Starbucks and Uber just inked a deal which integrates the latter’s transportation functionality into the Starbucks app, allowing user to select Uber as an option for navigating to the closest store for their caffeine fix. This new feature is thanks to Uber’s release of its API to a number of firms, allowing them to bake in this sort of functionality into their own native apps.
But, as my wife incredulously put it, “there are a thousand Starbuckses in every city.” She’s pretty close to correct. There are 212 Starbucks outposts in Manhattan – an appropriate number, no? – meaning that there are, on average, six caffeinated mermaid-themed coffeehouses for every one of New York’s 33.7 square miles, negating the need to ever take a cab to Starbucks. Have you ever heard anyone say, “I drove to the Starbucks on West 17th?” Of course you haven’t. Partially because there isn’t one, and partially because there are other outposts on 12th, 14th, 15th, 16th, and 19th. Part of Starbucks’s business model – and one of its criticisms – is its ubiquity, and the fact that one need never take a cab from their home to the nearest ‘bux. Unless they roll out Starbucks Mobile Pour, that is.
But Uber’s goal is broader. They want to become your go-to form of transportation, replacing public transportation, your own car, a rental car, and especially, Lyft. And so it’s not necessarily about tapping into the mobile coffee-drinkers market inasmuch as it is about becoming the default transportation option for any trip, no matter the distance. It’s about the consumer psychology, not the practicality.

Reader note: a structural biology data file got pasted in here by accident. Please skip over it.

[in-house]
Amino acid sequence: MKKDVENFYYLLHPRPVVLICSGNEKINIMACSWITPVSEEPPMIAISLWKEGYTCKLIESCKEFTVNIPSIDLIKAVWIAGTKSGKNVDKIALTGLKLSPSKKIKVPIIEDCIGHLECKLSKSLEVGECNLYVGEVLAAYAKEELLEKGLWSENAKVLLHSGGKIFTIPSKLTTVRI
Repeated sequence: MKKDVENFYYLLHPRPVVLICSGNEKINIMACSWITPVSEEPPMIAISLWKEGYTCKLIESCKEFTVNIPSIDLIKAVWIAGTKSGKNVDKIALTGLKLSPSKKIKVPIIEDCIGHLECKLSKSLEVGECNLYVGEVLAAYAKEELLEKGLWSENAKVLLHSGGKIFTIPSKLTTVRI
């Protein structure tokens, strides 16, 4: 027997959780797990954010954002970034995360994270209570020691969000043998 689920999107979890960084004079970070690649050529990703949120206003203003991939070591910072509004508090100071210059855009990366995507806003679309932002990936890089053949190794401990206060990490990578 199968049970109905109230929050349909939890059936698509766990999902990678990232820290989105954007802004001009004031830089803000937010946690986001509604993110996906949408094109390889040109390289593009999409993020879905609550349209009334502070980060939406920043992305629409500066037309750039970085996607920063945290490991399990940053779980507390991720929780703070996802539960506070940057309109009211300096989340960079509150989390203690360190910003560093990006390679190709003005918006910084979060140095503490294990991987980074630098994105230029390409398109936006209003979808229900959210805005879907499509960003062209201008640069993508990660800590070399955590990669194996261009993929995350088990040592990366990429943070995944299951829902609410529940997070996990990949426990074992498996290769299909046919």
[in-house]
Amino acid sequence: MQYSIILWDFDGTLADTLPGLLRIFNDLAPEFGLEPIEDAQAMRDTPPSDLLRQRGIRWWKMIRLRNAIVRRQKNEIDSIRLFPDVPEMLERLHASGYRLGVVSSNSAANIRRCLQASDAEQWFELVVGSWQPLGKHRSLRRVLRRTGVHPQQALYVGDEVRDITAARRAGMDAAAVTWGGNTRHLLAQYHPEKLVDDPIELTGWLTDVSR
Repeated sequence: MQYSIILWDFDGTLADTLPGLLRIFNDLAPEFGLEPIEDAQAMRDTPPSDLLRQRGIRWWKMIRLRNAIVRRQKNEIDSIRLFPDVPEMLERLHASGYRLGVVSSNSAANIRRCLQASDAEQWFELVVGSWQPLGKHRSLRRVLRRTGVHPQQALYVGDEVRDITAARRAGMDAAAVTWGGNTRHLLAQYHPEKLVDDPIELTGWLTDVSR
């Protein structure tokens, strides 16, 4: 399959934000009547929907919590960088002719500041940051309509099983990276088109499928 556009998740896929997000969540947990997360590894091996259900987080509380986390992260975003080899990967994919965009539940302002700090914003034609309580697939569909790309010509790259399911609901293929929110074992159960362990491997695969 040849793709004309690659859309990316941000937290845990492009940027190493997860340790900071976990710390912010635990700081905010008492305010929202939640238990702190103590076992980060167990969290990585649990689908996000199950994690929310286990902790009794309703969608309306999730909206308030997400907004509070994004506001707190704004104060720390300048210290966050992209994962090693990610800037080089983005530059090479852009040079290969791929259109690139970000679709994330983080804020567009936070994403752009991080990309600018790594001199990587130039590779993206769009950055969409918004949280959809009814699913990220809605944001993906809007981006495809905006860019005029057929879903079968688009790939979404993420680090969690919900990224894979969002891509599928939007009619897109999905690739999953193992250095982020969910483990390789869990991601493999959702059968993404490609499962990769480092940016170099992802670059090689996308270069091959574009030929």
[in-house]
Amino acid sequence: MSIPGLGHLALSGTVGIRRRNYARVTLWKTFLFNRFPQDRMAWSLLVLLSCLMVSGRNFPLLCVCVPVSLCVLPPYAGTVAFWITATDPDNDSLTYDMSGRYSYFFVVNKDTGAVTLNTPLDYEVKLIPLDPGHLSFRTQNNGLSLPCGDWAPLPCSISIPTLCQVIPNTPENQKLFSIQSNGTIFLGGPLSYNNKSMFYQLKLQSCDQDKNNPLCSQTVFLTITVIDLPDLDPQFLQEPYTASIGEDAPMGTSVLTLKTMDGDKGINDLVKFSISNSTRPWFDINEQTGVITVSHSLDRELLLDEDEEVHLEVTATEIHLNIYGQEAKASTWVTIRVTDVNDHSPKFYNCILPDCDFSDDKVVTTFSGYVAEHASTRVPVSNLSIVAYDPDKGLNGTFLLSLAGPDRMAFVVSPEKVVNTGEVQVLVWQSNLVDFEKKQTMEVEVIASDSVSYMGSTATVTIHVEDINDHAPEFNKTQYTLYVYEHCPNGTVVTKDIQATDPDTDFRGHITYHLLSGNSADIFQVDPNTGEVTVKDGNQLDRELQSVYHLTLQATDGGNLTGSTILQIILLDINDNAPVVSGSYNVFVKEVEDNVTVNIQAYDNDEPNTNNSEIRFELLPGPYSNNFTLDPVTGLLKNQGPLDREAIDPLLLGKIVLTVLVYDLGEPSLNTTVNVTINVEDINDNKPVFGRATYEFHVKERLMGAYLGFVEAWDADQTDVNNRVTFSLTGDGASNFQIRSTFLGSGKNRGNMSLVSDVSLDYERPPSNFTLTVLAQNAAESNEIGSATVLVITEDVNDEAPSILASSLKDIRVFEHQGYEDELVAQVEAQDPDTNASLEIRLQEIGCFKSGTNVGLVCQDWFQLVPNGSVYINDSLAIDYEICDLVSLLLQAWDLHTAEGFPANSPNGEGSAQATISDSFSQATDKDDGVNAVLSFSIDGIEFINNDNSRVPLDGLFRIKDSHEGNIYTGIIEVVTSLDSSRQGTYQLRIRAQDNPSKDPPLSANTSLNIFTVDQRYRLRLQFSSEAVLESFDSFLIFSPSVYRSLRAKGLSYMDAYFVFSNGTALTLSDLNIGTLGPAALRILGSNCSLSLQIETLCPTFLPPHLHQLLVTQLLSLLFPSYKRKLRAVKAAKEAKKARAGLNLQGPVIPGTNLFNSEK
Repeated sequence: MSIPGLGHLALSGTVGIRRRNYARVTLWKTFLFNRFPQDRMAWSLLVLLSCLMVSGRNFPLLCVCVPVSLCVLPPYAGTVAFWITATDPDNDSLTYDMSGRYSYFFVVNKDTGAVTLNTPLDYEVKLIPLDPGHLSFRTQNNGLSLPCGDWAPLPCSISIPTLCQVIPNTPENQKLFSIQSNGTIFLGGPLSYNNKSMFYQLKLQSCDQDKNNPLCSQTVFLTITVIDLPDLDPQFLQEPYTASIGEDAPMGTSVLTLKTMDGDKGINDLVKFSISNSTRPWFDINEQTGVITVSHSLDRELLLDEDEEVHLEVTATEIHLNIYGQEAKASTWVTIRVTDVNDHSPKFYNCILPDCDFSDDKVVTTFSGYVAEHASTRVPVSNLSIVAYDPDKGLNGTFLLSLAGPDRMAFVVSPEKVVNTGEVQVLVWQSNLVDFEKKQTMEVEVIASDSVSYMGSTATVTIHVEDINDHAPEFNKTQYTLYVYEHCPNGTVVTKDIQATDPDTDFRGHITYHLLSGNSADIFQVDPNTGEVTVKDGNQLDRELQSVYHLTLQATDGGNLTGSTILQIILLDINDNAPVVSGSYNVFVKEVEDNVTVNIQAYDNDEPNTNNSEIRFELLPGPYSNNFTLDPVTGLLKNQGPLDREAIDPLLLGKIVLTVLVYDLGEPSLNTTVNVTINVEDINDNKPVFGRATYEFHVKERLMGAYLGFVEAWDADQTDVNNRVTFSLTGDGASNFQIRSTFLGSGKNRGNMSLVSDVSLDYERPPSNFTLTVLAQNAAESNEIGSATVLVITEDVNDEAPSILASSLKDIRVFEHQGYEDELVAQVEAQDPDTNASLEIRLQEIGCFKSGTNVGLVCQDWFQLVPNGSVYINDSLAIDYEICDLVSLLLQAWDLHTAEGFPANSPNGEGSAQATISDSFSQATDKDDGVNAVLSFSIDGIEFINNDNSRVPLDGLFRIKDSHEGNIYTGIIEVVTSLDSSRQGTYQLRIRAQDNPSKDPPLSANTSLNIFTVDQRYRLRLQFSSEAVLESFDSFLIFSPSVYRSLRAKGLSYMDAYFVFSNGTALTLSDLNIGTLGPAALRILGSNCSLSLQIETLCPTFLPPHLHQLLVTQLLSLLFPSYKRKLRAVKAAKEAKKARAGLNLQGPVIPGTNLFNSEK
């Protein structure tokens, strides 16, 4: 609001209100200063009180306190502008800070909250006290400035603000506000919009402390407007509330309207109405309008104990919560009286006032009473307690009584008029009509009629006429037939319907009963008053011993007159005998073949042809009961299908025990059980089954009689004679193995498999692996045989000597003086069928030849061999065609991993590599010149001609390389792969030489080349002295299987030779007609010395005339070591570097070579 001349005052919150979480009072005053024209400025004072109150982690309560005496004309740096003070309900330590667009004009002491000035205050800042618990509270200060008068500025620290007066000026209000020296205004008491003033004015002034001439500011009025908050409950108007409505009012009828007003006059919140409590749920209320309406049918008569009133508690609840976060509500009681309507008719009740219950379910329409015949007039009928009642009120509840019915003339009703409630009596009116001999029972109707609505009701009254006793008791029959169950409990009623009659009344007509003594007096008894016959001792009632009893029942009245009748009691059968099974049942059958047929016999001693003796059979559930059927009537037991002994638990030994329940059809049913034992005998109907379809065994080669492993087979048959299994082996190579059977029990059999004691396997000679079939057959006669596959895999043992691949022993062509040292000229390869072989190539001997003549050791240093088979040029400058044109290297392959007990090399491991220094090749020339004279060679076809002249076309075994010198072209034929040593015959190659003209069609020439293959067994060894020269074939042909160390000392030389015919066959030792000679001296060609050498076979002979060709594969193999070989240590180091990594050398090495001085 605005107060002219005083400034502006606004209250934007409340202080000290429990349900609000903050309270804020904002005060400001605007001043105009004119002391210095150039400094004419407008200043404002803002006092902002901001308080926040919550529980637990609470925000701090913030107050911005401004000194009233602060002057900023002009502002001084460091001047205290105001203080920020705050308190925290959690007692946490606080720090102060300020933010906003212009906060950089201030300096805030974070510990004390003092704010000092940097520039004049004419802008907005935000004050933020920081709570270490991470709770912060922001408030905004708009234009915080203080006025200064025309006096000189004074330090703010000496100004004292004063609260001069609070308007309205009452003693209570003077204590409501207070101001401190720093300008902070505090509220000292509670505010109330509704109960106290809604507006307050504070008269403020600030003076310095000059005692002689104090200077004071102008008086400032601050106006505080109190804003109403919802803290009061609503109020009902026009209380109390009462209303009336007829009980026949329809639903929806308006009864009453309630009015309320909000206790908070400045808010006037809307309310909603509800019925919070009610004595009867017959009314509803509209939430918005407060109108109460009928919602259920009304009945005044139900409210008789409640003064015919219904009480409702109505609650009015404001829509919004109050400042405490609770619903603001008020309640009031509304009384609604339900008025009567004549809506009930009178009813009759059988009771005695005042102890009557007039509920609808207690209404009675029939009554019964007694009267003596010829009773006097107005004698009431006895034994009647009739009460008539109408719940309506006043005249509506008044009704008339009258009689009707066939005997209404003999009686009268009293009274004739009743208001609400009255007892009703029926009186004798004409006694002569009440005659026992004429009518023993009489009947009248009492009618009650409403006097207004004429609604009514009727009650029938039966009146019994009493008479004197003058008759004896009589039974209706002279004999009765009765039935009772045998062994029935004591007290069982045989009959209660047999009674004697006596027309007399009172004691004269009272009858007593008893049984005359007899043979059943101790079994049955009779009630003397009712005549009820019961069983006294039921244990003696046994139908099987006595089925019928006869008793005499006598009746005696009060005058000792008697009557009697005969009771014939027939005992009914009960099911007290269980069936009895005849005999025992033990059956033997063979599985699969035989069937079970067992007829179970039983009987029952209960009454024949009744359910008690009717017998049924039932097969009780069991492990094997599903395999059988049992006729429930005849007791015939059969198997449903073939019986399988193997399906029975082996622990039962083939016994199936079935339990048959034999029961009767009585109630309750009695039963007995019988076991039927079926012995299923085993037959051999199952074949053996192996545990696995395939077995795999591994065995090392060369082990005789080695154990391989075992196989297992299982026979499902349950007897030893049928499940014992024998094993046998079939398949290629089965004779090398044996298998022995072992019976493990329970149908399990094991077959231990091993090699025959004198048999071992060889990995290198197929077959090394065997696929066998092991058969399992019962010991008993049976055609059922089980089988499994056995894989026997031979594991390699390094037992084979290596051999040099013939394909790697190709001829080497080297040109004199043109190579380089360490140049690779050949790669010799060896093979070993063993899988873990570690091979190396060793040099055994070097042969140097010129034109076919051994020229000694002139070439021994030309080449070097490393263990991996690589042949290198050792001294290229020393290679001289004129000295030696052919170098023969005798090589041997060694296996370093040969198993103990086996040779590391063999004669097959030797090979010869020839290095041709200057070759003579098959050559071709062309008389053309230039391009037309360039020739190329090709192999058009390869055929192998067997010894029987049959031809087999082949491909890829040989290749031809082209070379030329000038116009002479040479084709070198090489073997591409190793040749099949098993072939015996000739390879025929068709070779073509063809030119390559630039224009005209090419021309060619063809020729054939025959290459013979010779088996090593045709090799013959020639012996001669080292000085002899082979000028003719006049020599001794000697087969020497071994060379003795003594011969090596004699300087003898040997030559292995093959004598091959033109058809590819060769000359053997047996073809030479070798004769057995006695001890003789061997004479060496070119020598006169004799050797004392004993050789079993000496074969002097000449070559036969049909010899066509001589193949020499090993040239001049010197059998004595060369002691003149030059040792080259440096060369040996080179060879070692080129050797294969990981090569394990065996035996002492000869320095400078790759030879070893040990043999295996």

And to that end, the Uber-Starbucks deal is one that maintains Uber’s affordable luxury brand cachet. Much like American Express, with whom it has partnered as well, Uber, and Starbucks, are predicated upon the idea of affordable luxury. In contrast to coffee from Dunkin’ Donuts or McDonald’s, the cost of a Starbucks Americano skews 20-75% higher. But, like the experience of hailing a car from one’s smartphone, the Starbucks experience is a rarified, wi-fi-ed, Norah Jonesified one. I paid $4.50 for this latte, and I will certainly not move my Macbook Air.
Now excuse me, I think the barista just called my name.